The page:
The Sterling Overnight Interbank Average rate (SONIA) is the effective overnight interest rate paid by banks for unsecured transactions in British sterling. It is the overnight funding charge for trades that occur in off-market hours and represents the amount of overnight business in the marketplace.
The Tokyo Stock Price Index (TOPIX) is a market capitalization-weighted index of all companies listed on the First Section of the Tokyo Stock Exchange.
One cannot invest directly in an index.
The 30-Day SEC Yield (Unsubsidized) is computed under an SEC standardized formula based on income net income earned over the past 30 days excluding expense reimbursements.
The 30-Day SEC Yield (Subsidized) is computed under an SEC-standardized formula based on net income earned over the past 30 days.
Active Share is calculated by taking the sum of the absolute value of the differences of the weight of each holding in the manager's portfolio versus the weight of each holding in the benchmark index and dividing by two.
Alpha is a measure of performance on a risk-adjusted basis. Alpha takes the volatility (price risk) of a mutual fund and compares its risk-adjusted performance to a benchmark index.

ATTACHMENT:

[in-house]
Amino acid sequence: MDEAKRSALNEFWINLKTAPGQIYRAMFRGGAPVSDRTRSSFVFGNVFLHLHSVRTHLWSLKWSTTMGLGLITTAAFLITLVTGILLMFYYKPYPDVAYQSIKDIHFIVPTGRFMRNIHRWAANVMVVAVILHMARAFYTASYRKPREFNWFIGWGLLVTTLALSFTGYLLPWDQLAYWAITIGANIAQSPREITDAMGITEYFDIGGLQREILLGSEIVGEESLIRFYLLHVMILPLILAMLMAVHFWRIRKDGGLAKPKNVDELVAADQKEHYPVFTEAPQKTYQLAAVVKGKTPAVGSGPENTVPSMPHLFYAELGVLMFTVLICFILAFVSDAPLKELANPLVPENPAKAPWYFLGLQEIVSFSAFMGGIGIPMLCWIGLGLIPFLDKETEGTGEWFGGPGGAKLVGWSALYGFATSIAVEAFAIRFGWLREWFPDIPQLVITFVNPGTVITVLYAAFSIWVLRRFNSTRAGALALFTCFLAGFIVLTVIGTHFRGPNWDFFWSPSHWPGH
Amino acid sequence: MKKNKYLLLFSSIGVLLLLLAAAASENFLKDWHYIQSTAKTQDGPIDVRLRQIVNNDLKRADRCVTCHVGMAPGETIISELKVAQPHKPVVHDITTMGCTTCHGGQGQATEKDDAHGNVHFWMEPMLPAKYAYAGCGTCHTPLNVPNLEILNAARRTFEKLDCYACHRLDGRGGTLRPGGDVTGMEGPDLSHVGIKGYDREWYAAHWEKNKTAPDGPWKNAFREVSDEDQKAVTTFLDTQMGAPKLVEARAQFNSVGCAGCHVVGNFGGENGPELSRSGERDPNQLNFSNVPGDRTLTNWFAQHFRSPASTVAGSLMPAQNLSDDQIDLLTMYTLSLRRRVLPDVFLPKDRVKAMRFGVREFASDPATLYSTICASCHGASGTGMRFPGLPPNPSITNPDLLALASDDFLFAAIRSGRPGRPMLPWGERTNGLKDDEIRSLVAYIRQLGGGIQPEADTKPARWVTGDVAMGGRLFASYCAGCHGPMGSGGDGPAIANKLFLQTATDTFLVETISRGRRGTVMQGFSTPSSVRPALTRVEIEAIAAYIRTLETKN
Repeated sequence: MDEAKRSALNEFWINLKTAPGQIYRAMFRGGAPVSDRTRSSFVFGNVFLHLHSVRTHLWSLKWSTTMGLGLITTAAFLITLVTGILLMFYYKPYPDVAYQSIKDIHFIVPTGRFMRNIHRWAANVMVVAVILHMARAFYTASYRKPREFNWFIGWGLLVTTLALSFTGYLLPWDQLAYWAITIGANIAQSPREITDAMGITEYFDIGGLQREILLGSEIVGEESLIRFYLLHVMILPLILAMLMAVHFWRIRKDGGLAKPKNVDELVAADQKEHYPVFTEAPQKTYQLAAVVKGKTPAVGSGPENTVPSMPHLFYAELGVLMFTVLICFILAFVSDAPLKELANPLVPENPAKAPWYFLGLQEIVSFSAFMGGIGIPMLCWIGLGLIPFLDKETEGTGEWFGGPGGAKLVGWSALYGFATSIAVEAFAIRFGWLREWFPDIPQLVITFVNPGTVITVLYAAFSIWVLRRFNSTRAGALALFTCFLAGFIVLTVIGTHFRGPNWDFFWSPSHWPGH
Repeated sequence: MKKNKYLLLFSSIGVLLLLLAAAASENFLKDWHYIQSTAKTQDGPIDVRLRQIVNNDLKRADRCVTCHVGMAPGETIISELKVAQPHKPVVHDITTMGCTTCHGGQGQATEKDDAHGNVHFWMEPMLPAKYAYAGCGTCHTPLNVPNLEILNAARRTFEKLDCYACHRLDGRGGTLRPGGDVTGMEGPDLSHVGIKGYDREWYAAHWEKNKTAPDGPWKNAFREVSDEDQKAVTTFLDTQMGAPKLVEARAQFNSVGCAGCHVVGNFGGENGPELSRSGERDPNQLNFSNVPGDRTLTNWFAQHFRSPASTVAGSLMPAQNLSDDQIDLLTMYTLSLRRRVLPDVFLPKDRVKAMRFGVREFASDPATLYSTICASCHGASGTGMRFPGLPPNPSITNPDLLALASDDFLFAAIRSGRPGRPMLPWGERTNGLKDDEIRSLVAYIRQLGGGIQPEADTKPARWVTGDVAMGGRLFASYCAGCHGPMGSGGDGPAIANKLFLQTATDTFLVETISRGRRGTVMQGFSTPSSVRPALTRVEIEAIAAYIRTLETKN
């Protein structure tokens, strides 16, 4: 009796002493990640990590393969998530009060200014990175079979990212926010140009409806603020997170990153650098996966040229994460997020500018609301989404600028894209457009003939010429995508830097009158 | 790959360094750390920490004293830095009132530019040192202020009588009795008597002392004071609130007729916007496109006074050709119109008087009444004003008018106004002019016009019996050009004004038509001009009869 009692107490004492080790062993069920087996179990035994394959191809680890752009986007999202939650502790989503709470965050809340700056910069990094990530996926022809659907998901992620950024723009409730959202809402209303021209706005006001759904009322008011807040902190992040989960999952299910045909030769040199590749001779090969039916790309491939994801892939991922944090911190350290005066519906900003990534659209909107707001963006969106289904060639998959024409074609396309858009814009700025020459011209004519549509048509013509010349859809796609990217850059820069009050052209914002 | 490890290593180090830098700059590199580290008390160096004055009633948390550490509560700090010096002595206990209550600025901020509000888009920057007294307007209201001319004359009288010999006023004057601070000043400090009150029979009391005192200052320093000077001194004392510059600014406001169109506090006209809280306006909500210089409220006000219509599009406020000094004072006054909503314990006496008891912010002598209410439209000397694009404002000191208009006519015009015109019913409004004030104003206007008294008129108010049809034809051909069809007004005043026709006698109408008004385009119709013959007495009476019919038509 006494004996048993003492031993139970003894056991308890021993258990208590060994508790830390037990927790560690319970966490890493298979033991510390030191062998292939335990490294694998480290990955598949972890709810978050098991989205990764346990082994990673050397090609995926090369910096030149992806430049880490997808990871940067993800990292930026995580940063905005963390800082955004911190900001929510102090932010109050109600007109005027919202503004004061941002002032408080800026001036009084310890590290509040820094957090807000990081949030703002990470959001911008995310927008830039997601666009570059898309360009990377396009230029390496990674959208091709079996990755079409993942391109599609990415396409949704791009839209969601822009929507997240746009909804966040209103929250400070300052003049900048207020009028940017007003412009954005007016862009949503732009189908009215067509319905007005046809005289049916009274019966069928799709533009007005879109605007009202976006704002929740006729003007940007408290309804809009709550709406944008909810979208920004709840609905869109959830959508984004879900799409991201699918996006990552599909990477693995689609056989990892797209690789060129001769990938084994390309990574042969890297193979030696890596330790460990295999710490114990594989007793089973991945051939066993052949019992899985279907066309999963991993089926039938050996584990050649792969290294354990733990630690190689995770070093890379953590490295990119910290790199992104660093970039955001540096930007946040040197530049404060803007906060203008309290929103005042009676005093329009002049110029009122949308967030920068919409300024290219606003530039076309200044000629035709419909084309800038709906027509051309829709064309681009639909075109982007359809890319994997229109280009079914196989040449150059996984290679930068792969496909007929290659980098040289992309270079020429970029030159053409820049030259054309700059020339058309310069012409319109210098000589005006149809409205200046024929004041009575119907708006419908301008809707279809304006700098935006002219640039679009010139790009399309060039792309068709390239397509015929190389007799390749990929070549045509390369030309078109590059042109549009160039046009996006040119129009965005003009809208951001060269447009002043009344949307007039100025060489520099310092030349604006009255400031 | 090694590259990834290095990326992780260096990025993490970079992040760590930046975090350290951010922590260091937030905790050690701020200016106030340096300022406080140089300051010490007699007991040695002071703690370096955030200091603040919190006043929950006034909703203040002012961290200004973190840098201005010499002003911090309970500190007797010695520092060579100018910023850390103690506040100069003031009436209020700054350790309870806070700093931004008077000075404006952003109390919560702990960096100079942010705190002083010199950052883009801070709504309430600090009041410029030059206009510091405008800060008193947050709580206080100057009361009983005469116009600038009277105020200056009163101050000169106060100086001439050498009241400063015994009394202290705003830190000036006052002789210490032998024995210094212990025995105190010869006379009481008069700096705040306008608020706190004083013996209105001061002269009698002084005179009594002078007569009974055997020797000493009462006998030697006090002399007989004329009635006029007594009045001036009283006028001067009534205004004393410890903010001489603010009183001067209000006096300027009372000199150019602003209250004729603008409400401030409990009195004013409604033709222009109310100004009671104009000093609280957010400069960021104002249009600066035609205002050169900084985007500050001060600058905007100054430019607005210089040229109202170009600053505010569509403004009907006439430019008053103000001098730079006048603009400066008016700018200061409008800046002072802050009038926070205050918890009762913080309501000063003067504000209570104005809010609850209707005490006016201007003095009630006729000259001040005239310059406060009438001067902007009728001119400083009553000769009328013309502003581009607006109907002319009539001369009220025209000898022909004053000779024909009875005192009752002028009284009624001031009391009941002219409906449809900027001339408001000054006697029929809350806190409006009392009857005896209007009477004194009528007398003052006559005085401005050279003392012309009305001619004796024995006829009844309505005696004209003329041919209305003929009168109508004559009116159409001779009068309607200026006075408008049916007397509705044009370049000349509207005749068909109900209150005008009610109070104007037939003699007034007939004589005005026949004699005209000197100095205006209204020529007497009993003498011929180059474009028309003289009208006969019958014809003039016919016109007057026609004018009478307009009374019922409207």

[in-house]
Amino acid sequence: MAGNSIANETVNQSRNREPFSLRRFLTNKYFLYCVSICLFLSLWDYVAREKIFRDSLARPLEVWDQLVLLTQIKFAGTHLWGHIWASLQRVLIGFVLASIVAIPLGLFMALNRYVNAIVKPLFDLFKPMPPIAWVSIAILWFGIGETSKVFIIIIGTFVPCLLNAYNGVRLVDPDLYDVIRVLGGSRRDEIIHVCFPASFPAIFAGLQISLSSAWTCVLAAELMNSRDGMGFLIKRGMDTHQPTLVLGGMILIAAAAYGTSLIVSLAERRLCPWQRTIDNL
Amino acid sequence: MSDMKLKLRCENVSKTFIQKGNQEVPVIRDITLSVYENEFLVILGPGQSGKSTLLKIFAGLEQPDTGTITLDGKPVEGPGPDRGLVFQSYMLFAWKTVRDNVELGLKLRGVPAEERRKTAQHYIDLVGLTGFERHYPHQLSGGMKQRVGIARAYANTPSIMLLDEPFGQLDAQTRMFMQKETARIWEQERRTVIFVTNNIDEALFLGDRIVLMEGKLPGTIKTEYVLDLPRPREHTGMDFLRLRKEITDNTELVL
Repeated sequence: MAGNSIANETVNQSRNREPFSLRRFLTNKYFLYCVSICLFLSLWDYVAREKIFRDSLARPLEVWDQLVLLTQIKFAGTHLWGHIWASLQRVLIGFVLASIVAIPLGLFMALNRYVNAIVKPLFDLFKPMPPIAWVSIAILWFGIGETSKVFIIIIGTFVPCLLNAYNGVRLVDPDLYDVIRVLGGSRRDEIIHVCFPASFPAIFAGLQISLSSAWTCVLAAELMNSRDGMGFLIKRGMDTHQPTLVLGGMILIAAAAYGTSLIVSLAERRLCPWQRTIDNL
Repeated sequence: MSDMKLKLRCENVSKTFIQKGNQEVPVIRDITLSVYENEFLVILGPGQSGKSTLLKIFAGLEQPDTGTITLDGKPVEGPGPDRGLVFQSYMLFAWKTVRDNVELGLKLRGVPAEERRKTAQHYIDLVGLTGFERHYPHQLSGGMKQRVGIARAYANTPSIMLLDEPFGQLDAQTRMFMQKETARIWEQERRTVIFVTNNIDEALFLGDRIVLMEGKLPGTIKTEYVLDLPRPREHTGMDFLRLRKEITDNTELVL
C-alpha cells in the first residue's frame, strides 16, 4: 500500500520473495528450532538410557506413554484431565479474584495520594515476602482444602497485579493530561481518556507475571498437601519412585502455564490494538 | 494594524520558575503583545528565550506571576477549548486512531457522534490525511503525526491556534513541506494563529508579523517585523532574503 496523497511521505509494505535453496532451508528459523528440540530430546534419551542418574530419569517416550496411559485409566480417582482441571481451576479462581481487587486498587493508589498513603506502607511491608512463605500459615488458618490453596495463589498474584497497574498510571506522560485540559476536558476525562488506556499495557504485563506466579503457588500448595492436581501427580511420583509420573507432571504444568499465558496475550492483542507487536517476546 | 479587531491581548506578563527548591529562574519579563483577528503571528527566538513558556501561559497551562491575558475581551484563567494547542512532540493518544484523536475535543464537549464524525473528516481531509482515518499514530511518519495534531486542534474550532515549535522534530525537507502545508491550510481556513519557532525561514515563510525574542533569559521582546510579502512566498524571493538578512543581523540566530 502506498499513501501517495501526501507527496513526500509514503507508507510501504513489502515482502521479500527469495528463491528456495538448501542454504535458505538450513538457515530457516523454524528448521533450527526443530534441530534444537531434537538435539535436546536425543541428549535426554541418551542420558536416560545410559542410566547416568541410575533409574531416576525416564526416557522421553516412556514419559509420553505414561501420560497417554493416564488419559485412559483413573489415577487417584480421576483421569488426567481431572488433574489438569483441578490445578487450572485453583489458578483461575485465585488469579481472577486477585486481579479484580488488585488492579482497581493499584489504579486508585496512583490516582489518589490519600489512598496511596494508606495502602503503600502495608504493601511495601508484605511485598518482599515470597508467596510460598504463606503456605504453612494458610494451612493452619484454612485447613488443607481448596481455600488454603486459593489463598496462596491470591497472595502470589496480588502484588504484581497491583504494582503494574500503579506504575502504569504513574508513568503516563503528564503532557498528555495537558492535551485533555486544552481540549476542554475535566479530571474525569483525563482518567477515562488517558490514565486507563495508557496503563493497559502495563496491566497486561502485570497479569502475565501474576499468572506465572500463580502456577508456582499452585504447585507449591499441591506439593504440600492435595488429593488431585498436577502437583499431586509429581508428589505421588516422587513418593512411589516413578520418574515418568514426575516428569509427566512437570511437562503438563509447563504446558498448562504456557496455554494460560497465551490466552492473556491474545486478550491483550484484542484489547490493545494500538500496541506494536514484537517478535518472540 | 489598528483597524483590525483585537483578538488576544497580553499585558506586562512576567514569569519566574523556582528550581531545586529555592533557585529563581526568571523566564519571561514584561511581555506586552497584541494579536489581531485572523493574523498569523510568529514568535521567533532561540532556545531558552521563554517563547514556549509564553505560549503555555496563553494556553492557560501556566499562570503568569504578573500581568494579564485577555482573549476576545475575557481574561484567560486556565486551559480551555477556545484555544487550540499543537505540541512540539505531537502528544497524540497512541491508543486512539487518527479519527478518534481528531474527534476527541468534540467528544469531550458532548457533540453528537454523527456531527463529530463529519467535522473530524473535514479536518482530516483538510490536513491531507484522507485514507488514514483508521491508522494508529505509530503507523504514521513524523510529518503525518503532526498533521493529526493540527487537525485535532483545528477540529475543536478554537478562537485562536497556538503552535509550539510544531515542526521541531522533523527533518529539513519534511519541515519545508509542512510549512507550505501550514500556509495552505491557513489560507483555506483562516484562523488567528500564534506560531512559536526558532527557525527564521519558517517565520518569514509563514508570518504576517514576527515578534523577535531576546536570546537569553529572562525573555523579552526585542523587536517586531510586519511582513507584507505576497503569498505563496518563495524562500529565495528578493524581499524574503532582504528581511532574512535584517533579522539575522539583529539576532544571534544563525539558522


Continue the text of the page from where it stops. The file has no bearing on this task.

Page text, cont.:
Average Life is the average period of time for all principal dollars to be returned to investors.
Beta is a measure of the volatility, or systematic risk, of a security or a portfolio in comparison to the market as a whole. Beta is used in the capital asset pricing model (CAPM), a model that calculates the expected return of an asset based on its beta and expected market returns.
Cash flow measures the cash generating capability of a company by adding non-cash charges (e.g. depreciation) and interest expense to pretax income.
Free Cash Flow is a measure of financial performance calculated as operating cash flow minus capital expenditures. Free cash flow (FCF) represents the cash that a company is able to generate after laying out the money required to maintain or expand its asset base. Free cash flow is important because it allows a company to pursue opportunities that enhance shareholder value. Without cash, it's tough to develop new products, make acquisitions, pay dividends and reduce debt.
Duration is a commonly used measure of the potential volatility of the price of a debt security, or the aggregate market value of a portfolio of debt securities, prior to maturity. Securities with a longer duration generally have more volatile prices than securities of comparable quality with a shorter duration.
Correlation: Negative price correlation means that as one security moves up or down the other security will move by an equal amount in the opposite direction.
Debt/Equity Ratio is a measure of a company's financial leverage calculated by dividing its total liabilities by stockholders' equity. It indicates what proportion of equity and debt the company is using to finance its assets.